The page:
The latest disturbing slippage in the meaning of patriotism, at (where else?) The Corner. Peter Robinson:
ME: Henry Luce famously called the twentieth century “the American century.” Will the twenty-first century represent a second American century?
TOM WOLFE: I believe we’re on the edge of about 800 more years of American centuries. The biggest problem is all the people who see a problem. It’s very fashionable to think that the end is near.
Eight hundred more years. At that moment, I confess, I could have leaned over and planted a big wet smacker right in the middle of Tom Wolfe’s forehead, white suit or no.
Tom Wolfe, journalist, author—and patriot.
What can one say? Wolfe is plainly right that apocalypticism is always in fashion, or at least has been since real anticipation of the Second Coming of Christ was replaced by the voluptuous German Romantic anticipation that civilization was just about to reach the nadir of decay and ruin -- after which would follow the glorious rebirth of Man.
But what to make of the unnerving way in which Robinson transforms that bit of snobbish, contrarian, aristocratic conservatism into occasion for the sloppiest of dog kisses? It's no coincidence, I think, that this precipitous drop of Robinson's pairs an attitude with an ideology. The idea that someone who thinks the United States is sure to rule the world for another 800 years is definitionally a patriot strikes me as even more absurd than linking patriotism to belief in the Thousand Year Reich. At least patriotism can plausibly be associated with the hopeful conviction that one's patria will exist indefinitely. But that would require generation upon generation of good governance and proper statecraft, two qualities unlikely to appear among any people certain that the secret of sovereign durability is found in indefinitely protracting global hegemony.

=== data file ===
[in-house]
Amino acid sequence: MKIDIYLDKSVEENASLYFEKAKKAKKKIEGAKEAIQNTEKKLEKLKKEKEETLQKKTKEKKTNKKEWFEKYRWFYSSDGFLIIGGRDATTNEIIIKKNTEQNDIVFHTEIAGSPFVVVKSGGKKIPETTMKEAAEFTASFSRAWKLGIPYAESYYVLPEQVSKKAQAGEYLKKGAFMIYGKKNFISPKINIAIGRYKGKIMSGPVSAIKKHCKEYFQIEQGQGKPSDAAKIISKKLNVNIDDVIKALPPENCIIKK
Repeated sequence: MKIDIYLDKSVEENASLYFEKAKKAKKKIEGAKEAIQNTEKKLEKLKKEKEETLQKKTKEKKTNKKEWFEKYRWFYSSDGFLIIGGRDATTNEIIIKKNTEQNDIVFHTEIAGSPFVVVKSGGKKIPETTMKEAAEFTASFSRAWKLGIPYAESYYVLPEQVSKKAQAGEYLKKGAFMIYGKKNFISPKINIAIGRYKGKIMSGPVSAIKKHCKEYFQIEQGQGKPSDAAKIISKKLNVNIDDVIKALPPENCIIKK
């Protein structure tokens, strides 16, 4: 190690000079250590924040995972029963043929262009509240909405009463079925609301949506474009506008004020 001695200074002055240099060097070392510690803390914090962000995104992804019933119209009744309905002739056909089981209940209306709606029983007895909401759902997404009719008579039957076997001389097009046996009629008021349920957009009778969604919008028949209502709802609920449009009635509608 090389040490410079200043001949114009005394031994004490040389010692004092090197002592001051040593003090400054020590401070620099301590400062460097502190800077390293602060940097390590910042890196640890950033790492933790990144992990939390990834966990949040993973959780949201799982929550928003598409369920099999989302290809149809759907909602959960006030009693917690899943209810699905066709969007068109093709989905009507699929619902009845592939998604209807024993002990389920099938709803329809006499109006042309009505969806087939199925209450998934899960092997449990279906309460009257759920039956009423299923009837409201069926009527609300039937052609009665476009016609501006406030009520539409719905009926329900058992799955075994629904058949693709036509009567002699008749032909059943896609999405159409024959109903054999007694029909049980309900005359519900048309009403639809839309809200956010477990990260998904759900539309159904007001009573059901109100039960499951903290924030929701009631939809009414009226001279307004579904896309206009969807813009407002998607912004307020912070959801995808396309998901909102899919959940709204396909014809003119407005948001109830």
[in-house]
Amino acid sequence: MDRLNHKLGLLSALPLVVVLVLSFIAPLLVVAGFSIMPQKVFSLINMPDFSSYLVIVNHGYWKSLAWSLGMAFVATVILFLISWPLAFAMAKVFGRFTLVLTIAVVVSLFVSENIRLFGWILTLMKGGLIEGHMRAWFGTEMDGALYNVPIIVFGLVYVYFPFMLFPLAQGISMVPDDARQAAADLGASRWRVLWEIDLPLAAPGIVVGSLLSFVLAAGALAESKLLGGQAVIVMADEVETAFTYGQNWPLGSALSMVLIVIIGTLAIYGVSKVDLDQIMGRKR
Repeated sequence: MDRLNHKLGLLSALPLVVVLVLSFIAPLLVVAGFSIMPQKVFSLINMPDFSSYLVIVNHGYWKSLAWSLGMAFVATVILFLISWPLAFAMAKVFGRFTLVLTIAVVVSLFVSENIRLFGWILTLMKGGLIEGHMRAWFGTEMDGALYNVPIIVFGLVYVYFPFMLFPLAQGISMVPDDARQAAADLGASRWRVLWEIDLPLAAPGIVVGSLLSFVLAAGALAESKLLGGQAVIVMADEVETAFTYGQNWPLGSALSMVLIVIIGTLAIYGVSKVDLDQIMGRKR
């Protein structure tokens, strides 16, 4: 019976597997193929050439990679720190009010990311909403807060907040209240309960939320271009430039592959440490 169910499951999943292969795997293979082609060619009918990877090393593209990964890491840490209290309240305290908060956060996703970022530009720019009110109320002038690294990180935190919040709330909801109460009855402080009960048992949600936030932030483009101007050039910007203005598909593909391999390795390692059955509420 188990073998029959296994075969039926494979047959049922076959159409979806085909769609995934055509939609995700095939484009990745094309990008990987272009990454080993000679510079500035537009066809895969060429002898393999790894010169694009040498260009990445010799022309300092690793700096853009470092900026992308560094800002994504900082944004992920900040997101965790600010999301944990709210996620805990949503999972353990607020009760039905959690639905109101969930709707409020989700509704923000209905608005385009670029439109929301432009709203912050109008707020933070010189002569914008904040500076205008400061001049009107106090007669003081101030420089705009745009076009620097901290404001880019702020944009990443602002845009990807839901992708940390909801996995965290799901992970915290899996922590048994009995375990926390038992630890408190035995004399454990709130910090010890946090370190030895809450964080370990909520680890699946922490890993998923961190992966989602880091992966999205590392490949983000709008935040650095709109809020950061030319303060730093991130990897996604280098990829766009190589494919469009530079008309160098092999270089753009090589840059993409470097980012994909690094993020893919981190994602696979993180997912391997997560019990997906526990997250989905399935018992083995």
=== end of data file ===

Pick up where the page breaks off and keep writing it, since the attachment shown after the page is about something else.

At any rate, the real problem as I see it is that the same sort of people who mercilessly ridicule the left for seeking a 'holiday from history' actually fetishize an eschatology of their own -- the idea that permanent American world dominance is right around the corner, that if enough people say it, it will become true, because people who say it are patriots and patriots are infallible. This bargain-basement theory of the will to power -- this armchair Nietzscheanism -- not only makes a parody of actual 'master morality' but a farce of patriotism in the bargain. If the lone entrance exam for election into the People's Pantheon of Patriots asks of its would-be inductees nothing more than a nice, hearty chorus of "American Centuries Forever!" then our Pantheon of Patriots is sure to increasingly resemble that of North Korea.
Anyway, if massive race riots, gas rationing, runaway inflation, drug epidemics, divorce epidemics, Vietnam, the Great Society, and barely averted global thermonuclear war all add up to an American Century, I'd just as soon not the second, third, or eighth time around.